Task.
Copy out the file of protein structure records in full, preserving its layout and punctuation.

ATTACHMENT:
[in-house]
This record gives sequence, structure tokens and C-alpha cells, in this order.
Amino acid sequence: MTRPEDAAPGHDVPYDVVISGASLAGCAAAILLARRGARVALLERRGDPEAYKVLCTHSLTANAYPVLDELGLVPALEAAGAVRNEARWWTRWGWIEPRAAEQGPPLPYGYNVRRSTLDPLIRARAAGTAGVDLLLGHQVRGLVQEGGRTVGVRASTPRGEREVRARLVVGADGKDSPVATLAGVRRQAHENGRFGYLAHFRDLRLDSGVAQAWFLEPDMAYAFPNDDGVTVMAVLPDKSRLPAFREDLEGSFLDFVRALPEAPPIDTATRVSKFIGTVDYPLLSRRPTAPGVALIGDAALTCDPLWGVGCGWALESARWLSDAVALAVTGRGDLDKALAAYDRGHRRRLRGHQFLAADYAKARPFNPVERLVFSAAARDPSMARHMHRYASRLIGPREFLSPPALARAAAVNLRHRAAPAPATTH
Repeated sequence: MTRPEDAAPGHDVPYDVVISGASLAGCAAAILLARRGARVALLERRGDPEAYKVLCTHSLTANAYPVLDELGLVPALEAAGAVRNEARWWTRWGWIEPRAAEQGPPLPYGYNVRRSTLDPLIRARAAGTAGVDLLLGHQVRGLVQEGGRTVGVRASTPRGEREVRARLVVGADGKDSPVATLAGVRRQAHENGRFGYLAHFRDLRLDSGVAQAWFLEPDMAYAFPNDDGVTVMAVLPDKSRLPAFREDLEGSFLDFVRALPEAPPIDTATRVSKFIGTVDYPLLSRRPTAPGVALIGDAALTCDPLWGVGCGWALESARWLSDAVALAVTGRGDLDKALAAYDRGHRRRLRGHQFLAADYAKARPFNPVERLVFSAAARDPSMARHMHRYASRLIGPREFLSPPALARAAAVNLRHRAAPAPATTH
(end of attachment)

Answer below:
[in-house]
This record gives sequence, structure tokens and C-alpha cells, in this order.
Amino acid sequence: MTRPEDAAPGHDVPYDVVISGASLAGCAAAILLARRGARVALLERRGDPEAYKVLCTHSLTANAYPVLDELGLVPALEAAGAVRNEARWWTRWGWIEPRAAEQGPPLPYGYNVRRSTLDPLIRARAAGTAGVDLLLGHQVRGLVQEGGRTVGVRASTPRGEREVRARLVVGADGKDSPVATLAGVRRQAHENGRFGYLAHFRDLRLDSGVAQAWFLEPDMAYAFPNDDGVTVMAVLPDKSRLPAFREDLEGSFLDFVRALPEAPPIDTATRVSKFIGTVDYPLLSRRPTAPGVALIGDAALTCDPLWGVGCGWALESARWLSDAVALAVTGRGDLDKALAAYDRGHRRRLRGHQFLAADYAKARPFNPVERLVFSAAARDPSMARHMHRYASRLIGPREFLSPPALARAAAVNLRHRAAPAPATTH
Repeated sequence: MTRPEDAAPGHDVPYDVVISGASLAGCAAAILLARRGARVALLERRGDPEAYKVLCTHSLTANAYPVLDELGLVPALEAAGAVRNEARWWTRWGWIEPRAAEQGPPLPYGYNVRRSTLDPLIRARAAGTAGVDLLLGHQVRGLVQEGGRTVGVRASTPRGEREVRARLVVGADGKDSPVATLAGVRRQAHENGRFGYLAHFRDLRLDSGVAQAWFLEPDMAYAFPNDDGVTVMAVLPDKSRLPAFREDLEGSFLDFVRALPEAPPIDTATRVSKFIGTVDYPLLSRRPTAPGVALIGDAALTCDPLWGVGCGWALESARWLSDAVALAVTGRGDLDKALAAYDRGHRRRLRGHQFLAADYAKARPFNPVERLVFSAAARDPSMARHMHRYASRLIGPREFLSPPALARAAAVNLRHRAAPAPATTH